Three-time Omaha Entertainment and Arts Awards poet nominee Zedeka Poindexter envies the performing outlets high school-age poets have today. The March 17-April 20 Louder Than a Bomb is a case in point. There wasn't anything like it when she was in school.
"I was working in a notebook, I always did, but there was no place to go with these things," says Poindexter, 39, who's blowing up with her personal anthems about race, family, relationships, loss and blessings.
But as a teen her thoughts didn't find a voice outside her private journals. That's a far cry from today's young poets, who have platforms galore for their innermost musings. Poindexter should know since she's coaches LTAB teams from Blackburn, Westside, Millard West and her alma mater, Omaha North.
"These kids are doing things that blow my mind and all I have to do is facilitate a space for them to do what they were already going to do anyway and help them figure out the best way to present it, These kids are fearless, they will tell you any personal story they have, They are incredibly courageous and just all by themselves so cool. It kind of fuels you as an artist, You're like, If you're doing this and you're 16, what the hell's my excuse."
Just as LTAB gives youth an expressive arena, Poindexter uses slam and other opportunities to evolve her own work. For example, her Union for Contemporary Art fellowship will culminate in a new collection of poems that revolve around family recipes and food as focal point and bridge for familial divisions. She plans a May 2 reading and tasting.
"It's a very different thing trying to write a series of poems that interconnect and relate to one another," says Poindexter, who's used to crafting slam's more instinctive, one-off performance pieces.
In 2012 she became Omaha's only female city slam champion.
"It has almost always been a white man. I might also be the only person of color who's won, but I know I'm the only woman, so that's a huge honor for me. I was a cranky woman that year because there was only one other woman and there wasn't anybody else brown. I was like, 'C'mon, y'all, can do better than this.' I was pissed."
She represented Omaha at the 2013 Women of the World Poetry Slam in Minneapolis, where she was voted an audience favorite.
"It's all women, it's all storytelling, it's very affirming."
Her work appears in the WOWPS anthology, Alight.
She's not inclined to leave her slam roots. She has a long history with the Nebraska Writers Collective, whose head, Matt Mason, is the godfather of Omaha slam. He considers her "a cultural treasure for our community."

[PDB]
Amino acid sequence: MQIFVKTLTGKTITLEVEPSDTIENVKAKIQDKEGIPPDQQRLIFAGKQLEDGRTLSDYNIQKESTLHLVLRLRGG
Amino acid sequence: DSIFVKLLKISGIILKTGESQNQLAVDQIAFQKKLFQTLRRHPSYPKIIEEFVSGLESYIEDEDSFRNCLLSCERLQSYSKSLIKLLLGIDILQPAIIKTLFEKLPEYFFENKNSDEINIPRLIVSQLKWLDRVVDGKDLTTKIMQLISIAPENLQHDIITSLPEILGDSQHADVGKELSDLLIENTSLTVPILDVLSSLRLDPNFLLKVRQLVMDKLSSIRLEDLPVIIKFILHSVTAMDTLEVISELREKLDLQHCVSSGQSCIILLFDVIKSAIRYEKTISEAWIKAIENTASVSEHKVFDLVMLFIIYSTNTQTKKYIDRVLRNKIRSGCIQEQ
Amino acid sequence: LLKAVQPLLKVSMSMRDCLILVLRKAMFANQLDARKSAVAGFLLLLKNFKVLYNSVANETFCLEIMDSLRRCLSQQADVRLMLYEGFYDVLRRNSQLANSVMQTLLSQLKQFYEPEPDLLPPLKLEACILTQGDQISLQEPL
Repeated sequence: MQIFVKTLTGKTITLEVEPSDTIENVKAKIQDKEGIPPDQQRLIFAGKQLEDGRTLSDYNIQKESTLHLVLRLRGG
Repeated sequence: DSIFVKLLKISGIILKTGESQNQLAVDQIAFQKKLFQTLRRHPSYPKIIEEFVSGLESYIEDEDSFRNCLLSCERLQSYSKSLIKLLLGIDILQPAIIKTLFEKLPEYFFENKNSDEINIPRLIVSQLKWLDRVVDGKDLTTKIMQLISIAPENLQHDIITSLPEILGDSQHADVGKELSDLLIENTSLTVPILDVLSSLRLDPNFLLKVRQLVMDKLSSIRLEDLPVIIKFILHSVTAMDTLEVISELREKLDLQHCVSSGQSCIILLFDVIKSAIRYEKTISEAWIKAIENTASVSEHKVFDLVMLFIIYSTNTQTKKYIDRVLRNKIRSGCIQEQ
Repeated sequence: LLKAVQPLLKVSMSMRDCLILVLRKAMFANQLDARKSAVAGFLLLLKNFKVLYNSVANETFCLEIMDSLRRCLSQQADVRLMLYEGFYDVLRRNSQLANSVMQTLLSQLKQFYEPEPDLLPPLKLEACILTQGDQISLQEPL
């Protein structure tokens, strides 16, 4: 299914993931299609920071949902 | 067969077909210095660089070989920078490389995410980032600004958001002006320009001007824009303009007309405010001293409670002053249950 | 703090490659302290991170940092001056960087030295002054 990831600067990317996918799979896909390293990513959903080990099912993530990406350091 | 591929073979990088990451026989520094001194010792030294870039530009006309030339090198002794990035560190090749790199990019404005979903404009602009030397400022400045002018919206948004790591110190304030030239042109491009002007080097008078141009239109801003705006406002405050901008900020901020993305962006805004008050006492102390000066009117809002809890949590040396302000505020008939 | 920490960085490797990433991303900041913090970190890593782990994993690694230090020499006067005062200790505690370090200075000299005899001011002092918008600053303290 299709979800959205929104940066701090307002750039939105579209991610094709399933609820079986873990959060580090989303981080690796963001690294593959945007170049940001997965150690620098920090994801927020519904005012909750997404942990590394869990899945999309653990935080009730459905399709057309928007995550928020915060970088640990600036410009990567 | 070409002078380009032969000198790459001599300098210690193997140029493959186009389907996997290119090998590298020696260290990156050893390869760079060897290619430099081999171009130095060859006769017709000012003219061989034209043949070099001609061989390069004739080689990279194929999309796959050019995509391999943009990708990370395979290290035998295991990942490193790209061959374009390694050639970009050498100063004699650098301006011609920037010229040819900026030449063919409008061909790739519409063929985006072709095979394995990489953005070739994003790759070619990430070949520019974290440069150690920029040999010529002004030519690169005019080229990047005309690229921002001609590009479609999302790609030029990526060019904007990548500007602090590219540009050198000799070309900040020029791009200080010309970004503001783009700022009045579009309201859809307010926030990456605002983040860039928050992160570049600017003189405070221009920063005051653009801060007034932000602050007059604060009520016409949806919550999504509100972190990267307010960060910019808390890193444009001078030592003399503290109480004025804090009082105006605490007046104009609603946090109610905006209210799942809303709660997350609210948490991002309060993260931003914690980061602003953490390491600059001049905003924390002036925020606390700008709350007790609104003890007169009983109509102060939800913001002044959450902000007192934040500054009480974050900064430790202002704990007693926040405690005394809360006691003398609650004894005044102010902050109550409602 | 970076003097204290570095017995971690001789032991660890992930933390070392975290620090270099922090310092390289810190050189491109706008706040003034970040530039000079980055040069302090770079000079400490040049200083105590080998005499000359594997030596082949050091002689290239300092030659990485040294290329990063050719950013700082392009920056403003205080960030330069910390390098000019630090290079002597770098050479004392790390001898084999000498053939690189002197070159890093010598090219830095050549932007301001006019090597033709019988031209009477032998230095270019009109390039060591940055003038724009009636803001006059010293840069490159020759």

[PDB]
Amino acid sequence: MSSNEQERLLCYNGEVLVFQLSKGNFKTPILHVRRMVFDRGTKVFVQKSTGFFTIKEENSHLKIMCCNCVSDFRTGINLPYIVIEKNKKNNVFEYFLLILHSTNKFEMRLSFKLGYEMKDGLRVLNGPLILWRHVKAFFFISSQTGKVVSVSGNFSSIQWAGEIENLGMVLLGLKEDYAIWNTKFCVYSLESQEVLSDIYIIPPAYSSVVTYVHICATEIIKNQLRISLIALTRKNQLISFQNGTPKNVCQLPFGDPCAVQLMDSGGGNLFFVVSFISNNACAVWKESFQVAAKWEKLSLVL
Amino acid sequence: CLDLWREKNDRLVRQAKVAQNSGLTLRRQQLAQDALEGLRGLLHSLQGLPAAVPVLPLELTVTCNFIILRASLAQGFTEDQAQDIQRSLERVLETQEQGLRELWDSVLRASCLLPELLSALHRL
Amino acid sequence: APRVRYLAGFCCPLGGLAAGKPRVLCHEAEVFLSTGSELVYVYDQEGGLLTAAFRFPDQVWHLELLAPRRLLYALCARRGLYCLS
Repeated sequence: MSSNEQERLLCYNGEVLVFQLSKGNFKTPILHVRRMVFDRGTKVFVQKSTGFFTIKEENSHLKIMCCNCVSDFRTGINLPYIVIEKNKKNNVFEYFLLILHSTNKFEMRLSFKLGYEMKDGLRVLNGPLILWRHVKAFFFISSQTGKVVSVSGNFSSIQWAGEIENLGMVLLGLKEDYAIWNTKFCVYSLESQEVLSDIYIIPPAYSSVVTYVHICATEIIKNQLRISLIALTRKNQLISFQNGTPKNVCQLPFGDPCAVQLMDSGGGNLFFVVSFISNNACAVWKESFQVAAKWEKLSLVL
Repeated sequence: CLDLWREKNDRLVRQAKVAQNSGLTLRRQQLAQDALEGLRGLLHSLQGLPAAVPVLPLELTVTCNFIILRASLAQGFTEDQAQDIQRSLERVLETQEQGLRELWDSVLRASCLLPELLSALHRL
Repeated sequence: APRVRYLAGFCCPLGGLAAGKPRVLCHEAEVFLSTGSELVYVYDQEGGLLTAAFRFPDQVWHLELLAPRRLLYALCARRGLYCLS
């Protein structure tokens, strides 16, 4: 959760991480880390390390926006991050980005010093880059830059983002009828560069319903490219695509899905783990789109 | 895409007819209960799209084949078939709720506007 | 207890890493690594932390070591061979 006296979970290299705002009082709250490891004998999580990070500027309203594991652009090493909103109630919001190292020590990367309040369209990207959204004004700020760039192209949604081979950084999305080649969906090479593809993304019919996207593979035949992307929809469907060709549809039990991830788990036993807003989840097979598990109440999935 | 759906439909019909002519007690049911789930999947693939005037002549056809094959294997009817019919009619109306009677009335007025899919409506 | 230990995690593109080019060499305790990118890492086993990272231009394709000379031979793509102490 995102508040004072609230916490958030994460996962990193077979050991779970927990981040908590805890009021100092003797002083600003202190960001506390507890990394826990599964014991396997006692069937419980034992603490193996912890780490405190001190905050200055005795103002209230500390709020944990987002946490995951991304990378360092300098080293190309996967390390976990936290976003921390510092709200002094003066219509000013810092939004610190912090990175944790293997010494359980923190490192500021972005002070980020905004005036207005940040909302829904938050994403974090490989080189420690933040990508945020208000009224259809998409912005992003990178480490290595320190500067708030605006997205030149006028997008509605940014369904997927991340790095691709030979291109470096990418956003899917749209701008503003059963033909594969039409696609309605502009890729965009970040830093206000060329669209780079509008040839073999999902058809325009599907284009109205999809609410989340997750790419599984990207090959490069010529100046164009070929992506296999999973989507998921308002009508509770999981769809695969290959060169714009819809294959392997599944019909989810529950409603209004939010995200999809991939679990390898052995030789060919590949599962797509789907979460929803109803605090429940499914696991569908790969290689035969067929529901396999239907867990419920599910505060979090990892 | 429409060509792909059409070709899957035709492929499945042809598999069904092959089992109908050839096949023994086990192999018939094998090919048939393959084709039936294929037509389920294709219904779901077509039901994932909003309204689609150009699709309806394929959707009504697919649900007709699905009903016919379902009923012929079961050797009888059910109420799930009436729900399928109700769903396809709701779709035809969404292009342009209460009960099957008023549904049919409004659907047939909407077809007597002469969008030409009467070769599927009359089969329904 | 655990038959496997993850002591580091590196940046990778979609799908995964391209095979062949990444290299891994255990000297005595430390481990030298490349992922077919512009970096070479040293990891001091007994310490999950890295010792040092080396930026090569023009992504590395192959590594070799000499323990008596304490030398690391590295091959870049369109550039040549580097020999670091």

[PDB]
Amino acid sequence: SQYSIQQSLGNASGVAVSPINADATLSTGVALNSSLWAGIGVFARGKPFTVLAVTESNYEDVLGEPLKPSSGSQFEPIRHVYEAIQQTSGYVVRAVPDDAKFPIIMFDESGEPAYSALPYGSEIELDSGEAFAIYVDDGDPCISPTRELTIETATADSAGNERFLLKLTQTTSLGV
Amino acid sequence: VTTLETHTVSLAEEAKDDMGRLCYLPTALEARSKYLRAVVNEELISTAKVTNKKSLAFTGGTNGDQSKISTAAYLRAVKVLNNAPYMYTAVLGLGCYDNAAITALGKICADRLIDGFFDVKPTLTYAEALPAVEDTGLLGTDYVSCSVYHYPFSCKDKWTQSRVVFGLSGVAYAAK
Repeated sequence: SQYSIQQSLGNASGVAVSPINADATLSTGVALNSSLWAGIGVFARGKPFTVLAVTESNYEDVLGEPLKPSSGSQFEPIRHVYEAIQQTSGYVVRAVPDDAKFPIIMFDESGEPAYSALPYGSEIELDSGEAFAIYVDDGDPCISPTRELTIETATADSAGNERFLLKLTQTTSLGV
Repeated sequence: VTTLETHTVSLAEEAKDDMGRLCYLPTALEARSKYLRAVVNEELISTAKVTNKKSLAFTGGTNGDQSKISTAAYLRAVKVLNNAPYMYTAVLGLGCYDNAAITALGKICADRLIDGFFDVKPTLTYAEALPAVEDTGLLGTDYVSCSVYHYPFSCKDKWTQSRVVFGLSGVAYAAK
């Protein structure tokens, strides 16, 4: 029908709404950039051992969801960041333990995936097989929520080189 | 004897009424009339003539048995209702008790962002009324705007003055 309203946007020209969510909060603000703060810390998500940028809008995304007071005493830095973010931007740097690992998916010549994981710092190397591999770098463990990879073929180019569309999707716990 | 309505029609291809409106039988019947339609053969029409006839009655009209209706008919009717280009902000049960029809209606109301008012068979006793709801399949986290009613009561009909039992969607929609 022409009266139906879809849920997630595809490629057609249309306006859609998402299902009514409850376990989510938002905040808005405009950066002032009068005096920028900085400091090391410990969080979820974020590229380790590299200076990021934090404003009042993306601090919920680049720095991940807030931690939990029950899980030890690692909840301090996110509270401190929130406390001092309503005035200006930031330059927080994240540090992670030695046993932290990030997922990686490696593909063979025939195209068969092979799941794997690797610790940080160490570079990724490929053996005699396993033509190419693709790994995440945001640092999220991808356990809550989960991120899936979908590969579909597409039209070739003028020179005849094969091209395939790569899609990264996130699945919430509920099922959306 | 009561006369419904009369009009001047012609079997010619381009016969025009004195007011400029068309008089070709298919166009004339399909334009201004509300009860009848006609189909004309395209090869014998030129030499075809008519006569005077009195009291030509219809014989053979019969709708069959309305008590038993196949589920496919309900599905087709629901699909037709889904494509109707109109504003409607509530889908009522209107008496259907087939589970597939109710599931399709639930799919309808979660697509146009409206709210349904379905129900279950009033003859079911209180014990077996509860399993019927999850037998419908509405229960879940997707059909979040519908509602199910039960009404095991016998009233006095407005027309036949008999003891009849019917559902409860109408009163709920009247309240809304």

"Zedeka is a nationally-known performance poet. You wouldn't know by meeting her as she doesn't name-drop or talk about all she's accomplished, but her work is among the best in the country," he says. "It's been great to see her expand her role by publishing more lately as well as taking on the role of running Omaha's poetry slam. She really does it all. She's also a great presence in classrooms."
In turn, Poindexter's proud of her Collective family. "We've been a force for a good long time. We really had a pretty good run as far as accolades in the slam community. A lot of writers have grown beyond that and published work I really love."
Beyond her Collective circle she's studied with former Kennedy Center Imagination Celebration poet laureate Stacy Dyson and with storyteller A-Nanci Larenia Stallworth. Recently, she joined novelist Joy Castro and poet Roger Gerberling for a Backwaters Press reading and paired with Nebraska state poet Twyla Hansen at the Kaneko Feedback Reading Series. Being matched with Hansen gave her pause.
"Being a slam artist is very different than being somebody who's devoted their life basically to craft and teaching, which I have not done," says Poindexter, who's a thesis away from completing her master's in communication at UNO. "But it turned out to be amazing. I think there are some people who exist strictly in the performative world and some who exist strictly in academia, but there is a lot of crossover.